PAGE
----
Purchasing a high strike price put and then selling a put with a lower strike price
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In a bear put spread, the basic idea is to purchase a high strike price put and then sell a lower one. The goal is a decline in stock price, with a close – at the time of expiration – that is equal to or below the lower strike price.
The spread is vertical, with two strike prices that expire in the same period. The put option that is sold – the one with the lower strike price – is clearly worth less than the put option with the higher strike price that is purchased. This results in a net debit, as the money received for selling the lower strike price put is less than the money paid for the higher strike price put.
There are two basic options contracts: puts and calls. Puts allow traders to sell an option’s underlying asset at a designated strike price up until the option expires; calls allow the trader to buy the asset at the designated price up until the option expires.
The general strategy of a bear put spread is to buy a higher strike price put and then sell a lower one; the goal is to watch the stock decline and close at any point that is equal to or above the lower strike price at the time of expiration.
If the stock closes at or below the lower strike price, the trader profits the difference between the strike prices, minus the premium initially paid.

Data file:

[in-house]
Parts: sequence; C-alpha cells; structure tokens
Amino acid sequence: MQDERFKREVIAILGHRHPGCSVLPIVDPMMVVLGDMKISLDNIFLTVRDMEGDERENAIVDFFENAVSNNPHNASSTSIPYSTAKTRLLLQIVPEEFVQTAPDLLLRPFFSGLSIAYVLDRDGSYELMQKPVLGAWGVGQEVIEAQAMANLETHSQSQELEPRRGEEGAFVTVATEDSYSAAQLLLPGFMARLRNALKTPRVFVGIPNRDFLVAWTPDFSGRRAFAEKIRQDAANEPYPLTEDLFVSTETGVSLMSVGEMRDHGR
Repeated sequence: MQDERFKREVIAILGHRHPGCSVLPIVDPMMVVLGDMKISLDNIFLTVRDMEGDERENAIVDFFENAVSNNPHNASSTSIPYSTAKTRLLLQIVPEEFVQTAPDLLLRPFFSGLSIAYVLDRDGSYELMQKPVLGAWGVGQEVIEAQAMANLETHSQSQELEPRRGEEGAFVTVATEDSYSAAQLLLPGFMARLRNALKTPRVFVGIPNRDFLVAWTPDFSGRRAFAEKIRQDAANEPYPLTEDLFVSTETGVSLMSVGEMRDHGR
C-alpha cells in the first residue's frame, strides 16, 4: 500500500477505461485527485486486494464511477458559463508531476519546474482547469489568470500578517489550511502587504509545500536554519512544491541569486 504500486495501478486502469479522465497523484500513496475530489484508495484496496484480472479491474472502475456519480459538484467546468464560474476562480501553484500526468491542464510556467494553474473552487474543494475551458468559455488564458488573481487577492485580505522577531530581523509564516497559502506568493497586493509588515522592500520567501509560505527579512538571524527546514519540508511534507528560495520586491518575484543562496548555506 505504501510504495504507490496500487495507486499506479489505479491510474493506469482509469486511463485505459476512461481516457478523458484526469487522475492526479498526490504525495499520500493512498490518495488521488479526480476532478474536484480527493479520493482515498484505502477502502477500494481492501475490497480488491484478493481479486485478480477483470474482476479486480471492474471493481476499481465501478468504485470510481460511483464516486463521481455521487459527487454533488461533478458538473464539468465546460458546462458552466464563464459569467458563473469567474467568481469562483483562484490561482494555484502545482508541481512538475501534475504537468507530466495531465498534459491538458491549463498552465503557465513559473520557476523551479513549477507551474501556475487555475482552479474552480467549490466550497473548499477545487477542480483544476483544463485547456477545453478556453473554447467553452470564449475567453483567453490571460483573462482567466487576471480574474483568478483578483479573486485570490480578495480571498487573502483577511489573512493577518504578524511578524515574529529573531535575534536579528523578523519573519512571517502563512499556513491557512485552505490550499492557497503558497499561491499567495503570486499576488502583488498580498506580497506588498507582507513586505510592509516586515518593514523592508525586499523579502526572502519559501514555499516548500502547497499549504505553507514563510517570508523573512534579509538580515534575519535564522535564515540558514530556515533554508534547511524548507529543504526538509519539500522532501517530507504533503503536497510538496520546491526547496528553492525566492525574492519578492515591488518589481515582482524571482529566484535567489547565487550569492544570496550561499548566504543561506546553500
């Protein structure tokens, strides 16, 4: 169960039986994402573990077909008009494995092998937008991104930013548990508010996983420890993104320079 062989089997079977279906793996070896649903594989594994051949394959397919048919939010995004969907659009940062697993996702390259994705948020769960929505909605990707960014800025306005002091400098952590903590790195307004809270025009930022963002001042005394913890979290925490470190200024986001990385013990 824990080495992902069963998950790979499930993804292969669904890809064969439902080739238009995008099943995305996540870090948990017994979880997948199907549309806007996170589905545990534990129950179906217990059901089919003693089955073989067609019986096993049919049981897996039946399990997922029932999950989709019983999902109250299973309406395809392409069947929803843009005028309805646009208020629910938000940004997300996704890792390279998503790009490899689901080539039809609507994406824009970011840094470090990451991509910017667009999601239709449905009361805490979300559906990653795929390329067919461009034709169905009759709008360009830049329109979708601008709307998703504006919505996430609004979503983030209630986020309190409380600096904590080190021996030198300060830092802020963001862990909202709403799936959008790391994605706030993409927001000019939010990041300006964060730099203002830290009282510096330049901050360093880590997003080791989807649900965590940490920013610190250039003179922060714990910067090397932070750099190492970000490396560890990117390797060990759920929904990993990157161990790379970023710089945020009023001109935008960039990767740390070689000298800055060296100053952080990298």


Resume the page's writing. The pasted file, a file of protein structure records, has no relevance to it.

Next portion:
To better understand a bear put spread, a basic understanding of options is necessary. There are two option types: calls and puts. A call enables an owner to purchase an option’s underlying asset at the contracted strike price, up until the date that the call option expires.
A put option, on the other hand, allows the owner to sell the option’s underlying asset at the strike price outlined in the contract, up until the date that the put option expires.
Profit and Loss in a Bear Put Spread
As mentioned above, the result of a bear put spread is a net debit. The maximum amount that a trader loses on any debit spread – such as the bear put spread – is the amount that the trader paid for it, otherwise known as the net debit. It is the price of the higher strike price option minus the price of the lower strike price option. It happens if, at the time of expiration, the underlying asset closes at any price that is higher than the strike price of the purchased put option.
With minimal risk comes minimal reward. The most that a trader can profit from a bear put spread is the total difference between the strike prices, after deducting the amount paid for the higher strike put. The maximum gain occurs if the underlying asset closes at any price equal to or below the lower strike price at the time of expiration.
In such a case, the trader exercises his higher strike put, selling the stock at the higher strike price. If it’s in the money, the other, lower strike price put option is exercised automatically, and the trader purchases the stock at the lower strike price. Thus, no net position in the underlying stock is created.
If at expiration, the stock price is at or above the higher strike price, then both options expire unexercised. If the stock price is below the strike price of the higher strike option but not below the strike price of the lower strike option, then the higher strike put is exercised, giving the trader a short position in the underlying stock.
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